Relationships between Performance, Intake, Diet Nutritive Quality and Fecal Nutritive Quality of Cattle on Mountain Range
KeywordsDiet Nutritive Quality
Fecal Nutritive Quality
average daily gain
Forage Organic Matter Intake
In Vitro Organic Matter Digestibility
Starkey Experimental Range
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CitationHolechek, J. L., Vavra, M., & Arthun, D. (1982). Relationships between performance, intake, diet nutritive quality and fecal nutritive quality of cattle on mountain range. Journal of Range Management, 35(6), 741-744.
PublisherSociety for Range Management
JournalJournal of Range Management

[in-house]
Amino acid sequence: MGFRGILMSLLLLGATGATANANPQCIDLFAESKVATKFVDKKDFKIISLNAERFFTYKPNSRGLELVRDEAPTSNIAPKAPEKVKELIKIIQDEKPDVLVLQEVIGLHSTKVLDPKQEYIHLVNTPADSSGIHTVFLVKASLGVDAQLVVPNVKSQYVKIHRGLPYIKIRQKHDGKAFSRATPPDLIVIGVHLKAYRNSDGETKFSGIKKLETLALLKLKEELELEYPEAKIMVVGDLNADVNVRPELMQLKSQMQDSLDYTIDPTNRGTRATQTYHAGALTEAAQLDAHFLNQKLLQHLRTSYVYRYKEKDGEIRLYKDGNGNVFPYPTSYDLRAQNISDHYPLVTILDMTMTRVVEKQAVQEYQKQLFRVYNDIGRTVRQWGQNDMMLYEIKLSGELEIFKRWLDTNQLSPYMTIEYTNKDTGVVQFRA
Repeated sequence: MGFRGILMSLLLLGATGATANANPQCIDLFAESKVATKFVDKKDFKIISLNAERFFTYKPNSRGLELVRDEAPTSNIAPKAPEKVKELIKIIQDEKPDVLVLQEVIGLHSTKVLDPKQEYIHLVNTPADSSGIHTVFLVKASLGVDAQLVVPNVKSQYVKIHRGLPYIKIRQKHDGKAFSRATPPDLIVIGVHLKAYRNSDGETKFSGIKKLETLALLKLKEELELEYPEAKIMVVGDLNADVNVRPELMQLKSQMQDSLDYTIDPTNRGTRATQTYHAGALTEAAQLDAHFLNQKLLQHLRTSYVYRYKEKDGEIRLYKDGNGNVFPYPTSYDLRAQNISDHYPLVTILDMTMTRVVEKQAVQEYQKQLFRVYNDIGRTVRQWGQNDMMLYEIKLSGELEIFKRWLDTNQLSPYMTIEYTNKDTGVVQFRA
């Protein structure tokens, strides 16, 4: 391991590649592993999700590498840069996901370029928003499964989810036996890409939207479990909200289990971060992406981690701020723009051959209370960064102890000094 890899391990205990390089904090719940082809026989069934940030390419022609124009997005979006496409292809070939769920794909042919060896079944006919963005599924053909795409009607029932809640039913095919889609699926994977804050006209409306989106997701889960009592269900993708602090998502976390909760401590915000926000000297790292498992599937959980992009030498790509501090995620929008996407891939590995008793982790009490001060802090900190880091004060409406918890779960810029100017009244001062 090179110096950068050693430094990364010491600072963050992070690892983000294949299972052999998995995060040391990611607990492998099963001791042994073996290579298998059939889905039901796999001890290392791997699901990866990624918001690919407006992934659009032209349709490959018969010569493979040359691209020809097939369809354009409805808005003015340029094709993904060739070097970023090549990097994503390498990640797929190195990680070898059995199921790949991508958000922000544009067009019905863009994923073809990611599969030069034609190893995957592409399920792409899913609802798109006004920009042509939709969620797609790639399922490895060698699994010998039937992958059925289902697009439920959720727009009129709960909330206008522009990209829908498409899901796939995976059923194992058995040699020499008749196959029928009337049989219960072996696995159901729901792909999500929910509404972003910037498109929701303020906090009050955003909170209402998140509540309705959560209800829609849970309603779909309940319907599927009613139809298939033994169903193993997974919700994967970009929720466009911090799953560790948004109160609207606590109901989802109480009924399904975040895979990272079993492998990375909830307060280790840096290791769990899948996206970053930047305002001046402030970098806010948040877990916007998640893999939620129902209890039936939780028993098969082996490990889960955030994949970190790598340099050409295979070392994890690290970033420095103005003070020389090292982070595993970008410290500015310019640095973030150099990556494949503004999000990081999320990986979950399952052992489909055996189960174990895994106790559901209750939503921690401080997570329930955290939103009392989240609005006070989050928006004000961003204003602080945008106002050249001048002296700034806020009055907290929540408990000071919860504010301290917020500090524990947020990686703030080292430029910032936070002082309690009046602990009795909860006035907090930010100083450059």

AbstractCorrelations were developed between average daily gain (ADG), forage organic matter intake (INT), fistula sample in vitro organic matter digestibility (DID), fistula sample nitrogen (DN), fecal sample in vitro digestibility (FID), and fecal sample nitrogen (FN) of cattle on forest and grassland range in northeastern Oregon. FN and FID were more closely associated with ADG and INT than DN or DID. Linear regression equations were developed between fistula and fecal samples for both N (r2=.83) and ID (r2=.71). The inclusion of FN as an independent variable with FID improved the equation for predicting fistula sample ID (R2=.83). Forage intake could not be well predicted from either FN or FID in either simple or multiple regression equations. The closer relationship between fecal sample nutritive quality and ADG compared to fistula sample nutritive quality and ADG is attributed to greater sampling precision for fecal nutritive quality. Fecal N and ID appear to be closely associate with DN and DID when grasses comprise most of the ruminant diet but this relationship may not hold when the diet is dominated by forbs and shrubs. Nutritive evaluation of feces shows potential for monitoring trends in ruminant diet quality and performance but much more research is needed before these procedures can be applied.